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Weekend Roundup: Coronavirus Disease Plans, Background Checks, Pay Equity

In this week’s Weekend Roundup, companies are prepping infectious-disease plans for their workforce. In this week’s headlines, a former employee of a nonprofit was arrested for sexual abuse even after being cleared by thorough background checks that were conducted. As states impose broader laws regarding fair pay for more employees, it’s important for companies to review their compensation policies.

As Coronavirus Spreads, Prepare Infectious-Disease Plans

More countries are reporting cases of coronavirus, and employers around the world have been asked to educate their workforces on how to prevent the spread of the virus.

The U.S. Centers for Disease Control and Prevention (CDC) has issued travel notices advising that precautions be taken when traveling to Hong Kong, Iran, and Italy, as the number of cases of coronavirus has spiked in these countries. Precautions include cleaning hands often by washing them with soap and water for at least 20 seconds and covering the mouth and nose with a tissue or sleeve—not hands—when coughing or sneezing. The CDC also issued travel precautions for Japan and South Korea, including postponing nonessential travel for older adults and those with chronic medical conditions.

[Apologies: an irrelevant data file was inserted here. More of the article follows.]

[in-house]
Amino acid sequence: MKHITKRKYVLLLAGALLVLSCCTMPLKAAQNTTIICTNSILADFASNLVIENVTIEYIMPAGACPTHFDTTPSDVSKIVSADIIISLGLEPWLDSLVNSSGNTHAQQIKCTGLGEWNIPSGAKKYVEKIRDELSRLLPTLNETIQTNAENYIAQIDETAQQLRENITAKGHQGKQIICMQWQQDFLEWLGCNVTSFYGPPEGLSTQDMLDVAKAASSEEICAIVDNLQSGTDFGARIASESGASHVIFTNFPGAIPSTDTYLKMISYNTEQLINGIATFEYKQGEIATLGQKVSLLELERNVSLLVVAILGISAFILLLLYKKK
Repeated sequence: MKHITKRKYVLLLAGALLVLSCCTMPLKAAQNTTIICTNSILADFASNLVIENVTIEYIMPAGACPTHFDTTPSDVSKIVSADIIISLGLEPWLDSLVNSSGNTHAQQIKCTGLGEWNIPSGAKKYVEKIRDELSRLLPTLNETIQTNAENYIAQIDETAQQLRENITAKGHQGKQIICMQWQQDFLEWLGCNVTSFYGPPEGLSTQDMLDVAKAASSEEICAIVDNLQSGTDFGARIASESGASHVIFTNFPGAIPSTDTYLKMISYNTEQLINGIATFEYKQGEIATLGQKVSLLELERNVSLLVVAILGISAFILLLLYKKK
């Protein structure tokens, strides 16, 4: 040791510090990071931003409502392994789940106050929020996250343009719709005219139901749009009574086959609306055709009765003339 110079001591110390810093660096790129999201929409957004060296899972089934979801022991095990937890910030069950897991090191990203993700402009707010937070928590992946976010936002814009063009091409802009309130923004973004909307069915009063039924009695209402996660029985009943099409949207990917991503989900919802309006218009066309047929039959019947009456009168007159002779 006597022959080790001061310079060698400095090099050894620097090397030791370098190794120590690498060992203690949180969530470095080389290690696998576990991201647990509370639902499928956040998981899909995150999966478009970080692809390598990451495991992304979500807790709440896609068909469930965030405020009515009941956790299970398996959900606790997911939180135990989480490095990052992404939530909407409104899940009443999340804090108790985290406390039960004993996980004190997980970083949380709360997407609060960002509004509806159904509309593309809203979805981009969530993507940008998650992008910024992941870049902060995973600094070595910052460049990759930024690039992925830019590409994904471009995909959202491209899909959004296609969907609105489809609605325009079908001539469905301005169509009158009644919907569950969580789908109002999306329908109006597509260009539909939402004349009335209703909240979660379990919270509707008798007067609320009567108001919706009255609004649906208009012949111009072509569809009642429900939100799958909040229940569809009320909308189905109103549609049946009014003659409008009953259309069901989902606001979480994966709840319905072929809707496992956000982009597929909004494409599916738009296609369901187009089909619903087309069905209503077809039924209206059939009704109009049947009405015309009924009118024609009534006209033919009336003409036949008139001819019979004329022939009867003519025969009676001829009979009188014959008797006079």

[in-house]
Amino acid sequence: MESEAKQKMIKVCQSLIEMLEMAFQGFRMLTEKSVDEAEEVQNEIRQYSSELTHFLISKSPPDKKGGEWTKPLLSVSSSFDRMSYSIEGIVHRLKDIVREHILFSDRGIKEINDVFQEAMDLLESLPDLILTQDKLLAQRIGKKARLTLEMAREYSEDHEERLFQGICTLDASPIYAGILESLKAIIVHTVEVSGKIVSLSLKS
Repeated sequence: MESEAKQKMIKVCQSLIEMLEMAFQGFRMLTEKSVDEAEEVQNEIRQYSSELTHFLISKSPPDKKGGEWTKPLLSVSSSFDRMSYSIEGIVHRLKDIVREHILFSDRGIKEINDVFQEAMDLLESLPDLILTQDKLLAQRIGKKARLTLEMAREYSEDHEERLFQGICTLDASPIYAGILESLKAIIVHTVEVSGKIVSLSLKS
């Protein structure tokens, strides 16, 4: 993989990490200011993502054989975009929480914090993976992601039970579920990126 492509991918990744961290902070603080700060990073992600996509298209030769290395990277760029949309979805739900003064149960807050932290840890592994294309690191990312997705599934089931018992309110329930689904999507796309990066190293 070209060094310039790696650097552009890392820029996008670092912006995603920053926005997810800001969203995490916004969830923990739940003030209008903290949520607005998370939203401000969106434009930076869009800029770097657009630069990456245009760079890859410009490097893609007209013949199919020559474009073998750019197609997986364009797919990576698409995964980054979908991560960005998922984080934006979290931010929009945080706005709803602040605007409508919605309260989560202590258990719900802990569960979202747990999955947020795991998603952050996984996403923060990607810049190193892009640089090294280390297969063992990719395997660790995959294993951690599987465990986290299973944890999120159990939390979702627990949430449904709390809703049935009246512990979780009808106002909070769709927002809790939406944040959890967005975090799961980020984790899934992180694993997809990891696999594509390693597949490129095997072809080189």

Former Employee Arrested for Sexually Abusing Child At Boysville, Police Say

A former house parent at Boysville was arrested Tuesday on an aggravated sexual assault of a child charge after a 2015 incident, according to an arrest warrant affidavit.

Pablo Cosme Briones Jr., 40, was the house parent at an all-girls cottage at the children’s home when the alleged incident took place.

The Importance of Pay Equity

As business leaders focus on closing the gender pay gap and states enact broader laws covering fair pay for more workers, HR professionals may want to review their organization’s compensation policies and practices.

“We’re seeing an explosion of new equal-pay laws adopted by state legislatures,” says Lynne Anderson, an attorney with Faegre Drinker in Florham Park, N.J.

Most state laws provide broader protection than the federal Equal Pay Act by requiring employers to pay men and women equally for “substantially similar” work, rather than for “equal” work. Moreover, many states have expanded fair-pay requirements beyond gender to include race and other protected characteristics.

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